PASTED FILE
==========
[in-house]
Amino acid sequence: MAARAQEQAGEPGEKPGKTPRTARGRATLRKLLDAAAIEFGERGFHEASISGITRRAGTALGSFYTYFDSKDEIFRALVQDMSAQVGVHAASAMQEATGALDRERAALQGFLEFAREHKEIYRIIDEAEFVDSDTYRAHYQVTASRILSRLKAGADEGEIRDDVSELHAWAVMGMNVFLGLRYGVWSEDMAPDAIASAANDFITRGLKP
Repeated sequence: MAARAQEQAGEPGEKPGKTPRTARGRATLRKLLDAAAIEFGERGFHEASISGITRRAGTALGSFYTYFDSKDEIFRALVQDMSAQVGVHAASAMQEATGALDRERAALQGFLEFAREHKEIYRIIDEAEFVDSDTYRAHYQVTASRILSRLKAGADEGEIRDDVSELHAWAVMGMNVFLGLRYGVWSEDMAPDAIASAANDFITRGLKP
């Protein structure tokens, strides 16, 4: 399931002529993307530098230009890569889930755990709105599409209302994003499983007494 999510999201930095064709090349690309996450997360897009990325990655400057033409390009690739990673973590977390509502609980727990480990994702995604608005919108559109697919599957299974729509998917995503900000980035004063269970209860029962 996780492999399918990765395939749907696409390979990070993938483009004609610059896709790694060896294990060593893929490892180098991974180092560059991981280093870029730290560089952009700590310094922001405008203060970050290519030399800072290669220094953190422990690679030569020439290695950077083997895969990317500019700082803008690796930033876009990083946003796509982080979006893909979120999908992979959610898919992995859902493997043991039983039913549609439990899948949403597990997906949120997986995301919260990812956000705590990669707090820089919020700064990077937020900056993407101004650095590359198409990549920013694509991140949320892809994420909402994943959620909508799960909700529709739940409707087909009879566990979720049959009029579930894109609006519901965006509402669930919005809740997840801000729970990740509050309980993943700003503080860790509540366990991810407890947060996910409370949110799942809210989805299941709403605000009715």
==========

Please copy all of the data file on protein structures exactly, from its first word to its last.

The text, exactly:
[in-house]
Amino acid sequence: MAARAQEQAGEPGEKPGKTPRTARGRATLRKLLDAAAIEFGERGFHEASISGITRRAGTALGSFYTYFDSKDEIFRALVQDMSAQVGVHAASAMQEATGALDRERAALQGFLEFAREHKEIYRIIDEAEFVDSDTYRAHYQVTASRILSRLKAGADEGEIRDDVSELHAWAVMGMNVFLGLRYGVWSEDMAPDAIASAANDFITRGLKP
Repeated sequence: MAARAQEQAGEPGEKPGKTPRTARGRATLRKLLDAAAIEFGERGFHEASISGITRRAGTALGSFYTYFDSKDEIFRALVQDMSAQVGVHAASAMQEATGALDRERAALQGFLEFAREHKEIYRIIDEAEFVDSDTYRAHYQVTASRILSRLKAGADEGEIRDDVSELHAWAVMGMNVFLGLRYGVWSEDMAPDAIASAANDFITRGLKP
């Protein structure tokens, strides 16, 4: 399931002529993307530098230009890569889930755990709105599409209302994003499983007494 999510999201930095064709090349690309996450997360897009990325990655400057033409390009690739990673973590977390509502609980727990480990994702995604608005919108559109697919599957299974729509998917995503900000980035004063269970209860029962 996780492999399918990765395939749907696409390979990070993938483009004609610059896709790694060896294990060593893929490892180098991974180092560059991981280093870029730290560089952009700590310094922001405008203060970050290519030399800072290669220094953190422990690679030569020439290695950077083997895969990317500019700082803008690796930033876009990083946003796509982080979006893909979120999908992979959610898919992995859902493997043991039983039913549609439990899948949403597990997906949120997986995301919260990812956000705590990669707090820089919020700064990077937020900056993407101004650095590359198409990549920013694509991140949320892809994420909402994943959620909508799960909700529709739940409707087909009879566990979720049959009029579930894109609006519901965006509402669930919005809740997840801000729970990740509050309980993943700003503080860790509540366990991810407890947060996910409370949110799942809210989805299941709403605000009715």